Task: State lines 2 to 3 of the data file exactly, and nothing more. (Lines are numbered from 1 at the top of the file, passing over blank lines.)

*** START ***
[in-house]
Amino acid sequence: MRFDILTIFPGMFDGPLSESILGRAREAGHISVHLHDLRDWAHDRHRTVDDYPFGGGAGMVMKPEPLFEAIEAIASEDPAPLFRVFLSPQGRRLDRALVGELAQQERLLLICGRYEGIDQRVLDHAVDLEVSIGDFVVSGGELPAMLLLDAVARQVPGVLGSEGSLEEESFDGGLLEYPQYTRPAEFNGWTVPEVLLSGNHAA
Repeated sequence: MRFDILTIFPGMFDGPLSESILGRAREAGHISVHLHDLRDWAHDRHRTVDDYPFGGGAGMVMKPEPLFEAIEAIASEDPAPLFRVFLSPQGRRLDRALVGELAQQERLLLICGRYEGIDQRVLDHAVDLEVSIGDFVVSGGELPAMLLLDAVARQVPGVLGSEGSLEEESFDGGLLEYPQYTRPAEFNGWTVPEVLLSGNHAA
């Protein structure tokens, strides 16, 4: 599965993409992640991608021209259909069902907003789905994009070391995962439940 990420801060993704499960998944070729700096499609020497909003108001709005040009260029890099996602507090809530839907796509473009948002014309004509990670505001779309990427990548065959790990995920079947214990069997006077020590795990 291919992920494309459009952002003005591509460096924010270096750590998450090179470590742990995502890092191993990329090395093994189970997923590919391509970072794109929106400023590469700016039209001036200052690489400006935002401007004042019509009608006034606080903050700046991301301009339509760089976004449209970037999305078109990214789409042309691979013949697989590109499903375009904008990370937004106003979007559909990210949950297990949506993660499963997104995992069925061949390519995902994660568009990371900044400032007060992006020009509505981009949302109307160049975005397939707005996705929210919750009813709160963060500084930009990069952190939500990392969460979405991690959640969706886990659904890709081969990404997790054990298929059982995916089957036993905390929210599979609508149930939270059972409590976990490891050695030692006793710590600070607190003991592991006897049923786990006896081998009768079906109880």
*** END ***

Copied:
Amino acid sequence: MRFDILTIFPGMFDGPLSESILGRAREAGHISVHLHDLRDWAHDRHRTVDDYPFGGGAGMVMKPEPLFEAIEAIASEDPAPLFRVFLSPQGRRLDRALVGELAQQERLLLICGRYEGIDQRVLDHAVDLEVSIGDFVVSGGELPAMLLLDAVARQVPGVLGSEGSLEEESFDGGLLEYPQYTRPAEFNGWTVPEVLLSGNHAA
Repeated sequence: MRFDILTIFPGMFDGPLSESILGRAREAGHISVHLHDLRDWAHDRHRTVDDYPFGGGAGMVMKPEPLFEAIEAIASEDPAPLFRVFLSPQGRRLDRALVGELAQQERLLLICGRYEGIDQRVLDHAVDLEVSIGDFVVSGGELPAMLLLDAVARQVPGVLGSEGSLEEESFDGGLLEYPQYTRPAEFNGWTVPEVLLSGNHAA